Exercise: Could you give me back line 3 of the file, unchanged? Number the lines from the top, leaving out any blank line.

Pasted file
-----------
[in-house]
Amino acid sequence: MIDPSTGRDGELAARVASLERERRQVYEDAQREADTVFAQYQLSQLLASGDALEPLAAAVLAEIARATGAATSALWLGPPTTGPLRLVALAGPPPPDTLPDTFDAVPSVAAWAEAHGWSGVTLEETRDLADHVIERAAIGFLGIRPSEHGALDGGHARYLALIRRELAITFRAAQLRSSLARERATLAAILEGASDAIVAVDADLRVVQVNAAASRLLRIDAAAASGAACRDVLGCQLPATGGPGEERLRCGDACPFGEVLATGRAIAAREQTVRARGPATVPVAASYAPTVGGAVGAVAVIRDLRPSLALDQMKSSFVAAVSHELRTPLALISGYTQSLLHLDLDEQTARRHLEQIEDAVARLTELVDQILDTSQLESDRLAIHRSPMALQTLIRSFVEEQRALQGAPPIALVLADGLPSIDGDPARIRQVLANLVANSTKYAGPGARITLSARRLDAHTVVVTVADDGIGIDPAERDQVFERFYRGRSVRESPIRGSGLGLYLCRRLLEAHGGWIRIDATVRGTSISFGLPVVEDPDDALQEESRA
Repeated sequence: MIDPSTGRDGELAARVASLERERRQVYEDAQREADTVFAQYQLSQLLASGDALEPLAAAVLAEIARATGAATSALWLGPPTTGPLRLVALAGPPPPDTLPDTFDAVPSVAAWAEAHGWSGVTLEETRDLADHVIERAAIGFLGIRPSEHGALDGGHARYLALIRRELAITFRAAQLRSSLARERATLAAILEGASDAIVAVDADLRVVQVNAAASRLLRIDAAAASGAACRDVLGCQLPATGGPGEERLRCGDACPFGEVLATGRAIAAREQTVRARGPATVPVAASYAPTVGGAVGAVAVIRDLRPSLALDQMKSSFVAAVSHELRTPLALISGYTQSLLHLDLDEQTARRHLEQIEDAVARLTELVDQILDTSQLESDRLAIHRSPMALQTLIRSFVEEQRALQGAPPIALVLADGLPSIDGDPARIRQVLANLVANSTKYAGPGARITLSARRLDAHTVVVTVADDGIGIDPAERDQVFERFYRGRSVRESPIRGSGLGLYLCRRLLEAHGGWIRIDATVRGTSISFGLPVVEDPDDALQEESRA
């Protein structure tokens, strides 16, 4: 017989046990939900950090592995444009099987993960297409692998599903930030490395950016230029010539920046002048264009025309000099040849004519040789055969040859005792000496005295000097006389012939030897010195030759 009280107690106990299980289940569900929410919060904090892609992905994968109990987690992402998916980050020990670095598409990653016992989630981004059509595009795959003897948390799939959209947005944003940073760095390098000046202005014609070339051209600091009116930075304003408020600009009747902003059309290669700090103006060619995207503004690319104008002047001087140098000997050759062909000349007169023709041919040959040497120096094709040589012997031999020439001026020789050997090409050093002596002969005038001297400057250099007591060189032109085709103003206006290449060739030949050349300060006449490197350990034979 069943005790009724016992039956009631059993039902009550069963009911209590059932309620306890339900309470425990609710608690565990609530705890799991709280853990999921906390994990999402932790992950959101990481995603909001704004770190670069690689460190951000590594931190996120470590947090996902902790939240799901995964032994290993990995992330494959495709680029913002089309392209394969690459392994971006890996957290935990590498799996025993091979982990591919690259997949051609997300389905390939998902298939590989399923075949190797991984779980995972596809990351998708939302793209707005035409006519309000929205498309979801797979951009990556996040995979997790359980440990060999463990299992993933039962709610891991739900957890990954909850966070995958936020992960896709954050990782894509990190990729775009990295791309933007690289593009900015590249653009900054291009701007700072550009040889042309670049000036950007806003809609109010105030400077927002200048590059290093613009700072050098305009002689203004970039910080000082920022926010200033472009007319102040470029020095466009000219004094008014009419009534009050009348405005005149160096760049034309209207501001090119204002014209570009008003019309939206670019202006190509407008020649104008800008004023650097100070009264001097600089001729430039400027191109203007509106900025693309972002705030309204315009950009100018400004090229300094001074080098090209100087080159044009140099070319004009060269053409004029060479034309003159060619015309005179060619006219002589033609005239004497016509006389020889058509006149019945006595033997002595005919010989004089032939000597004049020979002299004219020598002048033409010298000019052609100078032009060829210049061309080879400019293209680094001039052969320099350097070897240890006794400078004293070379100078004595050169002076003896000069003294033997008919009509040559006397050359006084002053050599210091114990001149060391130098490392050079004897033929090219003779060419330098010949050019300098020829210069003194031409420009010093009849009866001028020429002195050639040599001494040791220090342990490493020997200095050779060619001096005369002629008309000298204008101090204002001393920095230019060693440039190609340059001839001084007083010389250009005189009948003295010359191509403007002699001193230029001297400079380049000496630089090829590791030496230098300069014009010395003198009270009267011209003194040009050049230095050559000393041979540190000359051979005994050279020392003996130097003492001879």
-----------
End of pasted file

Repeated sequence: MIDPSTGRDGELAARVASLERERRQVYEDAQREADTVFAQYQLSQLLASGDALEPLAAAVLAEIARATGAATSALWLGPPTTGPLRLVALAGPPPPDTLPDTFDAVPSVAAWAEAHGWSGVTLEETRDLADHVIERAAIGFLGIRPSEHGALDGGHARYLALIRRELAITFRAAQLRSSLARERATLAAILEGASDAIVAVDADLRVVQVNAAASRLLRIDAAAASGAACRDVLGCQLPATGGPGEERLRCGDACPFGEVLATGRAIAAREQTVRARGPATVPVAASYAPTVGGAVGAVAVIRDLRPSLALDQMKSSFVAAVSHELRTPLALISGYTQSLLHLDLDEQTARRHLEQIEDAVARLTELVDQILDTSQLESDRLAIHRSPMALQTLIRSFVEEQRALQGAPPIALVLADGLPSIDGDPARIRQVLANLVANSTKYAGPGARITLSARRLDAHTVVVTVADDGIGIDPAERDQVFERFYRGRSVRESPIRGSGLGLYLCRRLLEAHGGWIRIDATVRGTSISFGLPVVEDPDDALQEESRA